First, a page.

The terms of an independent retirement account or annuity must include several minimum distribution rules, which Congress imposed to ensure that IRAs are primarily used as retirement savings media, not as vehicles to build wealth for transmission to heirs. As discussed below, these rules provide separately for distributions to IRA owners and distributions to beneficiaries after the death of an IRA owner. An IRA owner is an individual who establishes and contributes to an IRA for the benefit of himself or herself and his or her beneficiaries.
Minimum distributions to IRA owners
An IRA must, by its terms, require the account or annuity to be fully distributed not later than April 1 of the year following the calendar year during which the IRA owner attains age 70 and 1/2 or be distributed by annual or more frequent payments over a period beginning by that date and continuing not longer than for the owner's life, the lives of the owner and his or her beneficiary, or a period not longer than the life expectancy of the owner or the owner and beneficiary. April 1 of the year following the calendar year during which the owner reaches age 70 and 1/2 is the required beginning date.
How do I determine what the minimum annual distribution for a Traditional IRA should be?
The annual minimum distribution to an IRA owner under an IRA is determined by rules for defined contribution plans and under an individual retirement annuity by rules for defined benefit plans. Under the former, the minimum distribution for a “distribution calendar year” is the owner's “account” for the year, divided by an “applicable distribution period.” An owner's distribution calendar years are the years during which he or she reaches age 70 1/2 and each subsequent year during his or her life. The account for a distribution calendar year is its value as of end of the preceding calendar year. The “applicable distribution period” changes annually and is usually taken from a Uniform Lifetime Table. It is, for example, 27.4 for the distribution calendar year during which an owner reaches age 70, 18.7 for the year of his or her eightieth birthday, and 11.4 for the year during which an owner turns 90. The minimum distribution for the first distribution calendar year must be made by April 1 of the following year (the required beginning date), and distributions for the distribution calendar year containing the required beginning date and all other years must be made by the end of the year. The minimum distribution for a year is not reduced by distributions for earlier years in excess of the minimums for those years.
For example, assume Joe, who was born on September 1, 1935, and is unmarried, has an IRA with a balance of $265,000 at the end of 2008 and $268,472 at the end of 2009. Since Joe reaches age 70 1/2 on March 1, 2009, her required beginning date is April 1, 2010, and her first distribution calendar year is 2009. The minimum distribution for 2009 is $10,000, which is $265,000 (the account at the end of 2008) divided by 26.5 (the applicable distribution period for a distribution calendar year during which an owner turns 71). This amount must be distributed to Joe not later than April 1, 2010. The minimum distribution for 2010 is $10,500, computed as the account balance at the end of 2009 ($268,472), divided by the applicable distribution period for a 72-year-old (25.6); it must be distributed not later than December 31, 2010.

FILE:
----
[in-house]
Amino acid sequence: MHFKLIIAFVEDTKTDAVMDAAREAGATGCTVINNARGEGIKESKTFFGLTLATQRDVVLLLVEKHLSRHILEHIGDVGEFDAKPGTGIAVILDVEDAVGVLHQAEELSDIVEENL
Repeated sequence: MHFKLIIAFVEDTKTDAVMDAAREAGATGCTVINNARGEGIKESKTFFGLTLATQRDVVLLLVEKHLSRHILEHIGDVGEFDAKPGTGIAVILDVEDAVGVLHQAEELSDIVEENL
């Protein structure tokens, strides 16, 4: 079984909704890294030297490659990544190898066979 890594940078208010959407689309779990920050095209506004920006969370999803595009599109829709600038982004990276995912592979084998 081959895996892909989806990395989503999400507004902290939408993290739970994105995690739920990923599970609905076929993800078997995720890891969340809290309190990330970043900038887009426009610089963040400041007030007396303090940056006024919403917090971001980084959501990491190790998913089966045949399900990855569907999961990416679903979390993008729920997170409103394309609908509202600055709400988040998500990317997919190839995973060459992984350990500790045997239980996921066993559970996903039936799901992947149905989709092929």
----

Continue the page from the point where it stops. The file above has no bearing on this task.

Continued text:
What do I need to report when making a minimum IRA distribution?
Trustees, custodians, and issuers of IRAs (trustees) must make reports on minimum distributions to IRA owners and the IRS. If a minimum IRA distribution is required for a calendar year as of the beginning of which the IRA owner (or a surviving spouse who has elected to be treated as owner) is alive, the trustee holding the IRA as of December 31 of the preceding year must provide a statement to the owner by January 31 of the distribution year. The statement must indicate that a minimum distribution is required for the year, state the date by which the distribution must be made, and either state the amount of the distribution (calculated assuming that the sole beneficiary of the IRA is not a spouse more than 10 years younger than the IRA owner) or offer to compute the amount. The statement must also inform the owner that this information will be provided to the IRS. A trustee must also file Form 5498 (IRA Contribution Information) with the IRS for each calendar year for which a minimum distribution is required. This form need not state the amount of the minimum distribution.
No reporting to beneficiaries or the IRS is required with respect to IRAs of deceased owners. Also, although the minimum distribution rules for IRAs generally apply to Internal Revenue Code Section 403(b) contracts, no reporting is required with respect to such a contract, whether the employee is living or dead.
Minimum distributions must be determined separately for each IRA. If an individual is owner of more than one IRA, however, the sum of the minimum distributions from all of them may be satisfied by distributions from any of them. This aggregation rule generally applies only to IRA owners. It does not allow an IRA held as beneficiary to be combined with other IRAs, whether held as owner or as beneficiary. However, two or more IRAs held as beneficiary of the same decedent may be aggregated if minimum distributions are being determined under the same life expectancy rule. IRA distributions cannot satisfy distributions under Internal Revenue Code Section 403(b) contracts and vice versa. Also, distributions from Roth IRAs cannot satisfy minimum distribution obligations under a traditional IRA or an Internal Revenue Code Section 403(b) contract.